Jewish and Muslim teens volunteer together

 

A day of local Muslim and Jewish girls volunteering together became a time of sharing and getting to know one another.

Four teens from the Hijabiz Girls Youth Program and two teens from BBYO-Wisconsin Region surprised patients at West Allis Memorial Hospital with poinsettias on Christmas day of 2018.

“It was fun giving them flowers,” said 15-year-old Ahado Ahmed of the Hijabiz program. “Not everyone is going through what they are going through,” she said about the patients.

The patients may not be able to be with their families on Christmas day and delivering flowers to them was “very touching,” said Sophie Packman, 16, of BBYO.

From left to right, Lule Ahmed, Feroni Afrahh Derya, Ruqayyah Domineck, Ahado Ahmed, Sophie Packman and Jessica Mazin visited with patients on Christmas Day, to share some love with those of other faiths.

This was the first time the two groups had met. “We were all passing out flowers and hanging out and it was really natural for us to do that,” Packman said.

Difference in religion was not a barrier to common ground. The first meeting “wasn’t any more awkward than teens meeting for the first time,” said Andrea Bernstein, the coordinator of Hours Against Hate of the Milwaukee Jewish Federation. Bernstein attended the event alongside Hijabiz Youth Coordinator Aminat Bakare.

After the flower delivery, the girls went to the cafeteria and had hot chocolate and snacks. “It was really nice, very natural … really easy to connect. We were all so open,” Packman said.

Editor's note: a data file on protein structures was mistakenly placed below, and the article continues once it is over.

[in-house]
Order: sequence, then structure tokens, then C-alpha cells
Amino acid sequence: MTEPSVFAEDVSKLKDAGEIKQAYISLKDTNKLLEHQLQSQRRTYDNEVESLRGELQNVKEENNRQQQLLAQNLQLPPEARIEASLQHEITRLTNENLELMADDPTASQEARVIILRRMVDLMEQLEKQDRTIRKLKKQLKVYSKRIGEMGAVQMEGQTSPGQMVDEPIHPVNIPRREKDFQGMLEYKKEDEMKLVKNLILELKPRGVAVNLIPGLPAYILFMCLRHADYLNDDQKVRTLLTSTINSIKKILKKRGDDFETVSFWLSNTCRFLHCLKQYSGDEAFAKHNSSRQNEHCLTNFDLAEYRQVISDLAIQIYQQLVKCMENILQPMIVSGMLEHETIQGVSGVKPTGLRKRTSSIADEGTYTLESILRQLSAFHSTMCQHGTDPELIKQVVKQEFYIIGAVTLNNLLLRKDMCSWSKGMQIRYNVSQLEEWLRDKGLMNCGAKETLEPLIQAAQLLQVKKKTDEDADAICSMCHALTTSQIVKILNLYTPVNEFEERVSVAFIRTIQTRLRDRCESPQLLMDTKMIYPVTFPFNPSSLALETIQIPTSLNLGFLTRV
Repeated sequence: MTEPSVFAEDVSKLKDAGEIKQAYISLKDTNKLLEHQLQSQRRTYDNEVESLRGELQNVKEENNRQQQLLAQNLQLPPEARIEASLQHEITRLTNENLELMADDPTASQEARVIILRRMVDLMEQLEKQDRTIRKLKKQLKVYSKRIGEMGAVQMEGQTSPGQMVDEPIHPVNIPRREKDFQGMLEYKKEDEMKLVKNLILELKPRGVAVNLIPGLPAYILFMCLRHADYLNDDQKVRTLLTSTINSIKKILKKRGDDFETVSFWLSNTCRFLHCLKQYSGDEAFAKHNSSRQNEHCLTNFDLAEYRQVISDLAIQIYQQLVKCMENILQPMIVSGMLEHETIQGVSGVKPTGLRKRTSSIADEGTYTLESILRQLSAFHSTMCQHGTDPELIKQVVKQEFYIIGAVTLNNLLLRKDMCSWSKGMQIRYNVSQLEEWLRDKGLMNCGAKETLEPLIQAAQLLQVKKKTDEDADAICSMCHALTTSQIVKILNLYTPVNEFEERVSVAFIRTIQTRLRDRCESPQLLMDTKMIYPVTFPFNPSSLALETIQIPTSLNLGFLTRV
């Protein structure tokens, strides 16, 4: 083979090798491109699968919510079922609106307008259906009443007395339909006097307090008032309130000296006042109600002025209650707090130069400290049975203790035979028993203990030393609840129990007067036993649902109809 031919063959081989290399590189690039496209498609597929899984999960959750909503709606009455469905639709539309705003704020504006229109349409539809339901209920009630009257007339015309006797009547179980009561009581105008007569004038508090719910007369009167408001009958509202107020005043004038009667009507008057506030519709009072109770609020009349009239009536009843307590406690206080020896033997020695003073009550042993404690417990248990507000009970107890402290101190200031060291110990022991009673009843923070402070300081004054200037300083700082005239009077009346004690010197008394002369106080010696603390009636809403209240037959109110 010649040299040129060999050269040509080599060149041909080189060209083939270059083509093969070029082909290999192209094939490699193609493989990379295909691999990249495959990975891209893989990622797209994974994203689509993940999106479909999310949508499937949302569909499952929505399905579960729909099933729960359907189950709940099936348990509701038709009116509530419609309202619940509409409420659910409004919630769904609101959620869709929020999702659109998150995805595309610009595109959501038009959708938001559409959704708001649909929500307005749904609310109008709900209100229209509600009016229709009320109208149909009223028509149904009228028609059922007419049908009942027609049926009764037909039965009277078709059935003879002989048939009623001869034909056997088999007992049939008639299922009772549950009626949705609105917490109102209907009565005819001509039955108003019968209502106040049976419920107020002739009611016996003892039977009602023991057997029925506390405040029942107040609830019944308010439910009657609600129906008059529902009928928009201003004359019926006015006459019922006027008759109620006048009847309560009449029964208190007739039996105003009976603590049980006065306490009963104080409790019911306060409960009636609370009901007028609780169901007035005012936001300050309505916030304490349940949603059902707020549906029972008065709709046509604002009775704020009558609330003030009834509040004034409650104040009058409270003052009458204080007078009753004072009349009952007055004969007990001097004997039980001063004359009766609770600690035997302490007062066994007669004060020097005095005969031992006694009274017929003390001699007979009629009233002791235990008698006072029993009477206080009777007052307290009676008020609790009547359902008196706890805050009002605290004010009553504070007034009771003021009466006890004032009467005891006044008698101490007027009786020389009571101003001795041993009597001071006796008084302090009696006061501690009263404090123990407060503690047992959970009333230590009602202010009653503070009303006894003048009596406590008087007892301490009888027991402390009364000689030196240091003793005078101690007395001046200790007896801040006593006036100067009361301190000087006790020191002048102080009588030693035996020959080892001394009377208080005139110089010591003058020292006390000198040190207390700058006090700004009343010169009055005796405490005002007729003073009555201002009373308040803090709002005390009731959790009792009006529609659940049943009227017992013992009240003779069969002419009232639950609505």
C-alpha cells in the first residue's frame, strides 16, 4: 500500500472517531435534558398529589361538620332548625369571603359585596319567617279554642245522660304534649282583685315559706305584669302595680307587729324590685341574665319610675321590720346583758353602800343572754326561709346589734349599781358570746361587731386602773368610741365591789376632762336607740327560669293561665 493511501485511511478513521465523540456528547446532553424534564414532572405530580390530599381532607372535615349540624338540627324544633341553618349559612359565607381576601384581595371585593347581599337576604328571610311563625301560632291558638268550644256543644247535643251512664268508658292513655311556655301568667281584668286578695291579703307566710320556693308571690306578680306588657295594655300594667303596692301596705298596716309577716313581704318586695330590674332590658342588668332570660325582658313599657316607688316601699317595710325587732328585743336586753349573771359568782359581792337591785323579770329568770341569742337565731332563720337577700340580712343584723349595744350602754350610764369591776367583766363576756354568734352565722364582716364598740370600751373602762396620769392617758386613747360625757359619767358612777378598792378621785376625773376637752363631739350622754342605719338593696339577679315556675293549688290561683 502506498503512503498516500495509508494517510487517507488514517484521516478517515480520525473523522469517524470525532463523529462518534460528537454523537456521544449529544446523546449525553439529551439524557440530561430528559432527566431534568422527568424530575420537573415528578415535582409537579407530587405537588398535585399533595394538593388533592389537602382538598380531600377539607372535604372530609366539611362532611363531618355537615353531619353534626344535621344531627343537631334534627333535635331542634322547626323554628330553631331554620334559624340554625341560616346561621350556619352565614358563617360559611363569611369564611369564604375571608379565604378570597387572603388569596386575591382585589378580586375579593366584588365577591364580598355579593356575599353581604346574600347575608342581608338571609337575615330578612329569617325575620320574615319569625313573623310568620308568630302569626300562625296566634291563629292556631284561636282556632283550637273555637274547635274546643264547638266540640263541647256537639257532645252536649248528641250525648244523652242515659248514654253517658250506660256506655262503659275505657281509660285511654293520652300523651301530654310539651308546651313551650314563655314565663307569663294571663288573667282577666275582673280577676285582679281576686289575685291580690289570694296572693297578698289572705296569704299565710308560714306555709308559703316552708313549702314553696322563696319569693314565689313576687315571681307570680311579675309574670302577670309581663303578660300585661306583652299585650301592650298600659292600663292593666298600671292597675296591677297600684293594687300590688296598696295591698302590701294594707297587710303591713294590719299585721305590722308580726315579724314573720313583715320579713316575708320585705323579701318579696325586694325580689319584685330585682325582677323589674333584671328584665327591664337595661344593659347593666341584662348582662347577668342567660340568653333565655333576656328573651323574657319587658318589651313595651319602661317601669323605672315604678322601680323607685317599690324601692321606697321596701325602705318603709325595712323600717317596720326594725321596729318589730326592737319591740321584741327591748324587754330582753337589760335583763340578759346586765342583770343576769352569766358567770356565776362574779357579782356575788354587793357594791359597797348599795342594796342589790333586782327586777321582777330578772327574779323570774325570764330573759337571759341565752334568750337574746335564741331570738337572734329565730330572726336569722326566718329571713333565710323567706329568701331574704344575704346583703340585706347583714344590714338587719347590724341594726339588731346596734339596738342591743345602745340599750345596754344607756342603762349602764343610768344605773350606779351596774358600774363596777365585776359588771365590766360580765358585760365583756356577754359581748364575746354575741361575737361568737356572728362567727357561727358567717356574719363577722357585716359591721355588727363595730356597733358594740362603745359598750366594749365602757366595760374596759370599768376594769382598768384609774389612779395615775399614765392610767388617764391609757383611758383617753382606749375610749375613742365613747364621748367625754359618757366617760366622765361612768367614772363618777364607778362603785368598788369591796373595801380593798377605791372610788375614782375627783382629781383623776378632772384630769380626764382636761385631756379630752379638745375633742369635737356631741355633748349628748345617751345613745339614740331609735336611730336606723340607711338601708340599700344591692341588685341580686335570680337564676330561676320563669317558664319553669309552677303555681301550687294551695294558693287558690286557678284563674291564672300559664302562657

“We talked about school, what part of the world we are from, just trying to get to know each other,” Ahmed said. Ahmed is from Kenya and moved to Milwaukee at age 2. Between the two religions, Islam and Judaism, “we talked about how our religion can connect in some way,” she said.

They also talked about the meaning behind Hebrew names and different ethnic foods, Bakare said.

“The girls hit it off right away — being teenagers,” Bakare said.

The two girls’ groups are considering more ways to volunteer together.

The Hijabiz program does community service, outreach and aims to “build a sisterhood among young girls,” she said.

Ahmed has been in the program for two years. “You have someone by your side when you need them, which is really helpful,” she said.

“Before, I was quiet and to myself,” said Ruqayyah Domineck, 15. “Since I started in this group, I opened up more, being around people more.”